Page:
As Christine Blasey Ford and Brett Kavanaugh addressed allegations of sexual assault in front of the Senate Judiciary Committee Thursday, a distraught 76-year-old woman called CSPAN. It reminded her of her own experience being sexually abused when she was in second grade, she said.
“Thought I was over it but it’s not. You will never forget it,” Brenda from Missouri admitted through tears on air.
She is not alone. For many, the hearings brought back feelings about their own experiences of sexual assault or abuse. RAINN, the Rape, Abuse and Incest National Network, reported that the National Sexual Assault Hotline helped 201 percent more people on Thursday than it normally does.
“It’s not that 201 percent more sexual assaults happened yesterday,” Dr. Thea Gallagher, clinic director at the Center for the Treatment and Study of Anxiety at the Perelman School of Medicine at the University of Pennsylvania, told TODAY. “It is more like ‘Oh my gosh, I want to talk about my experience.’"
Hearing details of allegations against Kavanaugh or at Bill Cosby’s sentencing can cause a visceral reaction.
“We are all touched by this whether or not we have been sexually assaulted. Our empathy gets touched,” Christine M. Nicholson, a private practice therapist outside of Seattle told TODAY. “If you have been a victim, it is hard.”
Nicholson is not surprised more people are reaching out to the hotlines. She and other therapists have been helping more patients grapple with their own experiences with sexual assault and abuse recently. Asking for help is an important part of coping.
“People need support,” Nicholson said.
Often people feel ashamed. But experiencing a variety of feelings when hearing about sexual assault is perfectly normal.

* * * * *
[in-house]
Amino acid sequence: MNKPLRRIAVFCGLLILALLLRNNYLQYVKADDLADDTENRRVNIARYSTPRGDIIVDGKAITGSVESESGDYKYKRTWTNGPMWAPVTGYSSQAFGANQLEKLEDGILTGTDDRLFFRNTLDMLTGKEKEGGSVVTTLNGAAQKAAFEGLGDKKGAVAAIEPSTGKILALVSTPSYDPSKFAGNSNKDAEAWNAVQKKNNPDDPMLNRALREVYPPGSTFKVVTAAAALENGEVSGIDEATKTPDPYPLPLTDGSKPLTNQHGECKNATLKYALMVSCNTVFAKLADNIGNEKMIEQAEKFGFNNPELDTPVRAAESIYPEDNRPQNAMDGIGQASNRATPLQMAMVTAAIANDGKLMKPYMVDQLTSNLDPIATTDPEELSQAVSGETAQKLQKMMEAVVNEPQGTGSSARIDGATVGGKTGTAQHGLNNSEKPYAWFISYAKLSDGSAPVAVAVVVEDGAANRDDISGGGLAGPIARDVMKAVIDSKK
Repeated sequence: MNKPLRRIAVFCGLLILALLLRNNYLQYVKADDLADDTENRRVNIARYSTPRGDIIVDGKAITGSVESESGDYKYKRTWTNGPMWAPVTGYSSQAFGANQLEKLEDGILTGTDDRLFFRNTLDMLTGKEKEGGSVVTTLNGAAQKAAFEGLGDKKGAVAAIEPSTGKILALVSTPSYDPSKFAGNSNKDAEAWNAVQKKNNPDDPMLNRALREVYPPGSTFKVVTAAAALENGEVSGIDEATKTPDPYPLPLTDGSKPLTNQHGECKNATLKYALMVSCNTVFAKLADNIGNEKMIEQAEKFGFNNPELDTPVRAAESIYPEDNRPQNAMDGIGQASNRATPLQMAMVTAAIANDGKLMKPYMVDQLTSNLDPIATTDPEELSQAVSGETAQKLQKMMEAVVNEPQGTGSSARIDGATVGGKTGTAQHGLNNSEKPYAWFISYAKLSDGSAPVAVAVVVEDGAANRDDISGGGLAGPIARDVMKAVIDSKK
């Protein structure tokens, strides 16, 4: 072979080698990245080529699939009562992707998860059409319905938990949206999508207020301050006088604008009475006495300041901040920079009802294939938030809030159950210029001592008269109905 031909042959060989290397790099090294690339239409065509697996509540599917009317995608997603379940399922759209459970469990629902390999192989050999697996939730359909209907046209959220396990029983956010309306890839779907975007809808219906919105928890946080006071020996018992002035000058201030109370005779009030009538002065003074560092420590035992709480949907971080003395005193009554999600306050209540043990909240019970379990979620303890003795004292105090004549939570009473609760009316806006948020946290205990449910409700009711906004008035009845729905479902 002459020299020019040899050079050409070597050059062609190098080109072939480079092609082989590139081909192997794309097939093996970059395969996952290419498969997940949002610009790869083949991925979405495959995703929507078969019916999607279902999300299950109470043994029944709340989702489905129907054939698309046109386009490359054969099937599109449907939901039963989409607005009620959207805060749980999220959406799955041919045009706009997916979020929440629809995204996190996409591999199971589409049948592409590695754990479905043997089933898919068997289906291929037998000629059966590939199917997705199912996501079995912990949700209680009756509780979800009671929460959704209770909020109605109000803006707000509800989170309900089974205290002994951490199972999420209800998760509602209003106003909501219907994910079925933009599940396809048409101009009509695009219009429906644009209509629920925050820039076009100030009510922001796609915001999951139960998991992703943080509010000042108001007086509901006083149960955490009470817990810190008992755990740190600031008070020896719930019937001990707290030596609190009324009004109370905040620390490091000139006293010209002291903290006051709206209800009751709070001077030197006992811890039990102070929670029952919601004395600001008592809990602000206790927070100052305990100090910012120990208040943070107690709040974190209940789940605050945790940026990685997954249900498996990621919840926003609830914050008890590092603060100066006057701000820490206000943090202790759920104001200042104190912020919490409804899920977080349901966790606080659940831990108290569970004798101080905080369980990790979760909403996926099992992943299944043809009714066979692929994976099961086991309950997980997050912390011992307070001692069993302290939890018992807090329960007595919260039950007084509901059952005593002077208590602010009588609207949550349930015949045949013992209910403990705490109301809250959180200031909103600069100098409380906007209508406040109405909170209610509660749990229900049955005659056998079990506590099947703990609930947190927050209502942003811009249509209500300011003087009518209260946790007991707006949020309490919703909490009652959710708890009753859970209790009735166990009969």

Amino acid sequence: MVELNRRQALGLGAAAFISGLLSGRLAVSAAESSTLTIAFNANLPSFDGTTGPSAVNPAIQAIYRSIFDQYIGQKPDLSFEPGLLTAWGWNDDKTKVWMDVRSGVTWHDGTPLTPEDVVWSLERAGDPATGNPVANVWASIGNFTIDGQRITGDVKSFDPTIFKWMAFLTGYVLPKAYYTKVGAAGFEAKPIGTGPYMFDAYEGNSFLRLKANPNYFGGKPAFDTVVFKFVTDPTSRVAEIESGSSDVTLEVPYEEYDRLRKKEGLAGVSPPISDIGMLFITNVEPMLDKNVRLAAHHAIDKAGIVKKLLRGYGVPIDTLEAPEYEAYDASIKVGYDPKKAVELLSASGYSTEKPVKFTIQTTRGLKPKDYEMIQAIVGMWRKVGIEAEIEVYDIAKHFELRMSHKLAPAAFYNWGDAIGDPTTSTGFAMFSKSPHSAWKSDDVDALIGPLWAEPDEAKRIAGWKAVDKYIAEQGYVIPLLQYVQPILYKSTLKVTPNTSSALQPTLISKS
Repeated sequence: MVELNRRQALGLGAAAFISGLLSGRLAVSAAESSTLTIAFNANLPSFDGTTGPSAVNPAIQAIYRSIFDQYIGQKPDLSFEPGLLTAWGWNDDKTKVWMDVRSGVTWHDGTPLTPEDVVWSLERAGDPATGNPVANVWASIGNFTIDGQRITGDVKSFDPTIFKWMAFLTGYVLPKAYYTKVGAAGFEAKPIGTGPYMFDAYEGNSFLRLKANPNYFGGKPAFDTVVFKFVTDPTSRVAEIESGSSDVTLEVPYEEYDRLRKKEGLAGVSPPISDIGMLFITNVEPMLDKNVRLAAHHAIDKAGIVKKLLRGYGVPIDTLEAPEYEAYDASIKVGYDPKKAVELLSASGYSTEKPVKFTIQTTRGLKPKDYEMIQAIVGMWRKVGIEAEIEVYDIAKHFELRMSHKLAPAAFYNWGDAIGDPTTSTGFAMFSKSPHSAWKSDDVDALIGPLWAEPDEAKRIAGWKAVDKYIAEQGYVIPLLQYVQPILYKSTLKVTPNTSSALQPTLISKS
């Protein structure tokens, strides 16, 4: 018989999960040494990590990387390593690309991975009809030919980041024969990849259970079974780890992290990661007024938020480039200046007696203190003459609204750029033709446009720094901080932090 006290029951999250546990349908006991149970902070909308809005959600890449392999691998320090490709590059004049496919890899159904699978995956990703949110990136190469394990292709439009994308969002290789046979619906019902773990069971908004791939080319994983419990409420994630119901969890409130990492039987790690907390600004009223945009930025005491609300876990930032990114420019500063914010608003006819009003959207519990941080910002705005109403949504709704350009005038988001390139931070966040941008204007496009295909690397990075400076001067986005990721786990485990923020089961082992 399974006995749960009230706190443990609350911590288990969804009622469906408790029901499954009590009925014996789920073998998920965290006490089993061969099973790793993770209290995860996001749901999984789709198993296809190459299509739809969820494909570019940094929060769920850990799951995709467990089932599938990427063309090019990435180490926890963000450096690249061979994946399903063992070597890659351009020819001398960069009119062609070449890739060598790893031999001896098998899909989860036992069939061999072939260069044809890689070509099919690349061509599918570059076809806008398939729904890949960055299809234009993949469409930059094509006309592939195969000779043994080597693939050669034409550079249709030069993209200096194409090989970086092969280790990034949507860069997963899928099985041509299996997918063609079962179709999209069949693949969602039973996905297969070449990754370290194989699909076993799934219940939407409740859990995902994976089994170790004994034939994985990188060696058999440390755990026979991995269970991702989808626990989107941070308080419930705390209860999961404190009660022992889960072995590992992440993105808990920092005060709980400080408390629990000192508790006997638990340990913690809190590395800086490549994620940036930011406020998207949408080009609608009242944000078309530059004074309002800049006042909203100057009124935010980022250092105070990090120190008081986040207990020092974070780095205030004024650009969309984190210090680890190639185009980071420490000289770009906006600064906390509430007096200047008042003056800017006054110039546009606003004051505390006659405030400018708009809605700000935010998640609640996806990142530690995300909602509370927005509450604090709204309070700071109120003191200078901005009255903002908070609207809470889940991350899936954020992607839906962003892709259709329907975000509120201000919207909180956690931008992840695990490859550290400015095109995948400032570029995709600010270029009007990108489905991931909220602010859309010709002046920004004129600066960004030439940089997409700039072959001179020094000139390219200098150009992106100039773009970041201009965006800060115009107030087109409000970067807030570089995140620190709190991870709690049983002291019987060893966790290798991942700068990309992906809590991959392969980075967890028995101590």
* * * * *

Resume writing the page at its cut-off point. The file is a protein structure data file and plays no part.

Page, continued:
“It definitely triggers similar feelings because you remember how you felt,” Gallagher said.
When these feelings arise, the experts recommend self-care and offer advice for working through feelings.
Talk with someone
While calling a hotline or talking to a therapist can help, even reaching out to a loved one can make a difference.
Be with yourself
"You have to kind of sit with your feelings a bit and cry,” Nicholson explains. “Because when people are not in touch with their feeling … oftentimes behavior takes over and we act out and that can be negative.”
Remember what makes you feel good
After accepting your feelings, people should do something they enjoy, such as talking a walk, talking with a friend, reading a book or playing with a pet.
Remind yourself there are good people
Think of people who have been kind to you or help make the world a better place.
For people who want to support loved ones who have been sexually assaulted or harassed, Nicholson suggested that they say, “Just tell me about it.”
It’s important not to let people become consumed with negative self-talk. Many victims of sexual assault and harassment feel embarrassed or guilty and fixating on it can be unhealthy. When Gallagher has patients that blame themselves, she asks them to imagine how’d the address a loved one.
“Think of what you would tell your best friend,” she said. “Would you ever say they were deserving of these experiences?"
Then she counsels them to be just as kind to themselves.
Nicholson said it is important for people to remember they are not to blame for sexually assault or harassment.
“You can’t always avoid bad things,” she said. “Sexual assault is not a sexual thing, it is an aggressive act. It is not a loving act. It is not an intimate act. It is dominant aggressive act.”
People needing support can call the National Sexual Assault Hotline at 1-800-656-4673 or visit online chat.